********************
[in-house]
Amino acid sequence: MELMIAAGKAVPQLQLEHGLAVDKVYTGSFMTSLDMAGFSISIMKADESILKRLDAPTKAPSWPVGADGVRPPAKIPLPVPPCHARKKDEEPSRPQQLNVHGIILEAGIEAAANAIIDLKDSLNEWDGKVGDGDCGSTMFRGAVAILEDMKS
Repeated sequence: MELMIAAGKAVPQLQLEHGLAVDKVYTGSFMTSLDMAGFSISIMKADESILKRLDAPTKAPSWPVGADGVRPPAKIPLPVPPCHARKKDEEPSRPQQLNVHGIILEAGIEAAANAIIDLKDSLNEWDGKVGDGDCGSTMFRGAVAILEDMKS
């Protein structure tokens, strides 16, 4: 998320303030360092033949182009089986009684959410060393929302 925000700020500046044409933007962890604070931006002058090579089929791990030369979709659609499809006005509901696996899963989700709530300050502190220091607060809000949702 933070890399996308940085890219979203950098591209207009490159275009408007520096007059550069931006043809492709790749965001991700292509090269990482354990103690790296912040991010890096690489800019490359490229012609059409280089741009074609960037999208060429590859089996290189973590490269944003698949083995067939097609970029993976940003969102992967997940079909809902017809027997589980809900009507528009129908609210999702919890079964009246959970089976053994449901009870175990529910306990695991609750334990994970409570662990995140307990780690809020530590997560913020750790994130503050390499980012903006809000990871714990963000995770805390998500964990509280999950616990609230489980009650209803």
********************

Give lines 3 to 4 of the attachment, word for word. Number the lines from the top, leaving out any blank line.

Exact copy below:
Repeated sequence: MELMIAAGKAVPQLQLEHGLAVDKVYTGSFMTSLDMAGFSISIMKADESILKRLDAPTKAPSWPVGADGVRPPAKIPLPVPPCHARKKDEEPSRPQQLNVHGIILEAGIEAAANAIIDLKDSLNEWDGKVGDGDCGSTMFRGAVAILEDMKS
């Protein structure tokens, strides 16, 4: 998320303030360092033949182009089986009684959410060393929302 925000700020500046044409933007962890604070931006002058090579089929791990030369979709659609499809006005509901696996899963989700709530300050502190220091607060809000949702 933070890399996308940085890219979203950098591209207009490159275009408007520096007059550069931006043809492709790749965001991700292509090269990482354990103690790296912040991010890096690489800019490359490229012609059409280089741009074609960037999208060429590859089996290189973590490269944003698949083995067939097609970029993976940003969102992967997940079909809902017809027997589980809900009507528009129908609210999702919890079964009246959970089976053994449901009870175990529910306990695991609750334990994970409570662990995140307990780690809020530590997560913020750790994130503050390499980012903006809000990871714990963000995770805390998500964990509280999950616990609230489980009650209803």